“Fill your pen with love or don’t bother picking it up.”
— Luis Alberto Urrea
How not to blog: about once a year, post overlong entries with way too much text and barely any photographs. With apologies to you, dear readers, here comes a download of my time last week at the Tin House Summer Writer’s Workshop. Though this was my 3rd time at Tin House, it was very different from my previous experiences. In fact, it wasn’t like any other gathering of writers I’ve ever attended. Wordy is the only method I have to begin to do it justice.
Tin House assembles an impressive set of faculty, and as a result has gotten more selective each year about the students they accept. While this might result in a more competitive vibe overall, I found the opposite to be true. None of the faculty needed to prove themselves as writers, and that characteristic radiated out to the entire group of 200-plus attendees.
For the workshop part of the week, we gathered each morning in pre-assigned groups of 12 to work with a member of the faculty. I decided to give fiction a try. My workshop leader was Jess Walter, a writer whose work I’ve admired for awhile. I met Jess the last time I attended Tin House, and based on our conversation and the excellent craft talk he gave about narrative time, I had a hunch he’d be a good teacher.
Remind me to always trust my hunches.
Jess was a stellar teacher, leading our group with warmth and generosity. He is hilarious, and we laughed a lot in workshop, but we also had deep discussions about each of our stories. He treated us as a writing peer, sharing craft and ideas for improving our stories and even giving us access to his awesome music collection while we spent 10 minutes each morning writing. (We WROTE at a writing conference! Believe it or not, this is unusual.)
And then there were my workshop-mates, an exceptional group of writers, critiquers, and humans. I feel like I won the workshop group lottery. It wasn’t just Jess who was generous and insightful. It was everyone. Our nametags said “Team Jess Walter.” We wore our badges proudly, and we quickly became besotted with one another. Someone quoted The Big Lebowski during my critique. Anytime there’s a Coen brothers reference related to my work, no matter how tenuous the connection, I consider that to be a successful workshop.
Team Jess (clockwise from L): TJ, Gabe, Jill, Marrie, Jess, Michele, Annabel, Robert, me, Colleen, Earl.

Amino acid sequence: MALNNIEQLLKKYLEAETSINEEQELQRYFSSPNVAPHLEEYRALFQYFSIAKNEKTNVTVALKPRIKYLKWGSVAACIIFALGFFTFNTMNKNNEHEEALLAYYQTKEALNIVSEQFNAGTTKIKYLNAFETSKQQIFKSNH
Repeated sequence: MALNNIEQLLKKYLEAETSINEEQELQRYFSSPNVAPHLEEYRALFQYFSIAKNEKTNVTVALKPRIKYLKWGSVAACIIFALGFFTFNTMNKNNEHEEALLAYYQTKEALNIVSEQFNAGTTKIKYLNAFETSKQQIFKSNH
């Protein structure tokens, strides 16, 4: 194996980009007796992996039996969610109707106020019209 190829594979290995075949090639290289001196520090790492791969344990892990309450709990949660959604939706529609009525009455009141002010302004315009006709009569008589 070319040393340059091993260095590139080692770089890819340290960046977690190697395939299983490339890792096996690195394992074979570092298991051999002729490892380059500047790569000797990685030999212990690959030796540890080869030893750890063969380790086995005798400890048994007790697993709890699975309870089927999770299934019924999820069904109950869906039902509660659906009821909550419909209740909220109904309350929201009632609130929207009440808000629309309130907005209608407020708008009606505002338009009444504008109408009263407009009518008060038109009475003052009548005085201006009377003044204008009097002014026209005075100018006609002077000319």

If every other moment of the conference had been terrible, I still would have been glad I went. But the workshop was just the beginning of the awesome. Every afternoon, the faculty take turns giving talks on the craft of writing. On Day 2 of the conference, we settled into our auditorium seats as Kiese Laymon took the stage, having no idea what was in store for us. He read a powerful piece (an adaptation of this one) about sexual violence. Then he posed a question to the audience: “What is the responsibility of the American literary worker in this age of terror?”
For the next 30 minutes, people began to answer his question: what do we read, what do we write, who gets to go to literary gatherings? On and on it went, the question rippling out to the rest of the conference, and still ringing loudly in my ears over a week later and a few hundred miles away.
As the week went on, I noticed 2 of the themes introduced during Kiese’s mind-blowing talk got repeated throughout the week in the talks, the readings, and of course in the workshop: love and kindness. Steve Almond talked about writing our emotions, and had us create work about our childhood crushes.
Sharon Olds and Jericho Brown, gorgeous people, gorgeous writers, gorgeous voices. When Terry Gross retires and I take over as Fresh Air host, Olds and Brown will be my first guests, appearing together. They’ll have a conversation, and I won’t have to say anything.
Olds read a series of unconventional odes, including “Ode to My Hymen” that were both funny and gorgeous. I noticed that all 12 of the Team Jess Walter stories were about love – romantic, familial, love gone stale and the love between friends. Luis Alberto Urrea delivered a talk to close out the conference, a love letter to us in which he said, among other beautiful phrases, the one quoted at the top of this post.
“Make great work its own reward,” Jess told us near the end of the week. He was telling his publishing story, which included 7 years of rejections before his first short story was accepted by a journal. He talked about being happy for our friends when they publish, about being gracious. “It’s much more important to be a kind person than a successful writer.” Look at all of the quotes I have to pin above my desk.
A few years ago, I attended a writing conference that didn’t go very well. I put my memoir away for 6 months and wrote very little during that time. On the last day at Tin House 2016, I was exhausted. I averaged 5-6 hours of sleep a night all week, my brain buzzing at each end of my slumber, and by Saturday afternoon I was toasted. In dire need of a nap, I headed toward my AirBnB. As I walked I looked to my right at the quad and the light slanting through the trees. My need for sleep was overpowered by a need to write. I veered right and spent the next 2 hours writing.
I arrived at Tin House as a nonfiction writer, and a week later I left brimming with ideas for how to turn my story into a novel.
How about that?